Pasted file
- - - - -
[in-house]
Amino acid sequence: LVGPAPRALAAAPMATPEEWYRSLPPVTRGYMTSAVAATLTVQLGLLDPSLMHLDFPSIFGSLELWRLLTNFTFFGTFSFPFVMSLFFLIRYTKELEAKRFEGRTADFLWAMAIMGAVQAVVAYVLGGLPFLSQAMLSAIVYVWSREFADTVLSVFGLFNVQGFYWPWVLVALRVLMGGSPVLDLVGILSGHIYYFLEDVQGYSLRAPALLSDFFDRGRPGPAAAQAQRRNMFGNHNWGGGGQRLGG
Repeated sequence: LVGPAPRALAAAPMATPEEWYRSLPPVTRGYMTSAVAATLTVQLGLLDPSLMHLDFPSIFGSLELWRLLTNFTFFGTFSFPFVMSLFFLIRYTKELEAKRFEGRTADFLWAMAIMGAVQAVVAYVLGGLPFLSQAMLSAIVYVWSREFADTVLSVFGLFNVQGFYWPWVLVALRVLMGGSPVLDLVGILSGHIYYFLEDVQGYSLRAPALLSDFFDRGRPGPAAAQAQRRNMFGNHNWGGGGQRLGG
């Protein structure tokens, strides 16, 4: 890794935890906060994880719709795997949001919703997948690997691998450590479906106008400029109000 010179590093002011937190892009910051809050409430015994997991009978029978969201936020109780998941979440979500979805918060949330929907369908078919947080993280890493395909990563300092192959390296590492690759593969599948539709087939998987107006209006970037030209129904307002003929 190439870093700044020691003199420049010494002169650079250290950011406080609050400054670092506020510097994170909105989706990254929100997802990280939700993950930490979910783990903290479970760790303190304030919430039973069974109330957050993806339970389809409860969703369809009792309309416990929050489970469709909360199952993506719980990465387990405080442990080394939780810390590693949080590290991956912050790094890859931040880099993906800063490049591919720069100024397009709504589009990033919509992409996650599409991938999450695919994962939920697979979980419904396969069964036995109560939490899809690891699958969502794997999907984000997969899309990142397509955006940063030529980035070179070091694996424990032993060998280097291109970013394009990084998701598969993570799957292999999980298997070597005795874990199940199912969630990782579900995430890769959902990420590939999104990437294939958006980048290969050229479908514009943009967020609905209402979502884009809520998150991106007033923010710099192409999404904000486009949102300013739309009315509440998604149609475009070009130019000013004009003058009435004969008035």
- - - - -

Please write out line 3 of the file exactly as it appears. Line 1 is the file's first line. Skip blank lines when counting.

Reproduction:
Repeated sequence: LVGPAPRALAAAPMATPEEWYRSLPPVTRGYMTSAVAATLTVQLGLLDPSLMHLDFPSIFGSLELWRLLTNFTFFGTFSFPFVMSLFFLIRYTKELEAKRFEGRTADFLWAMAIMGAVQAVVAYVLGGLPFLSQAMLSAIVYVWSREFADTVLSVFGLFNVQGFYWPWVLVALRVLMGGSPVLDLVGILSGHIYYFLEDVQGYSLRAPALLSDFFDRGRPGPAAAQAQRRNMFGNHNWGGGGQRLGG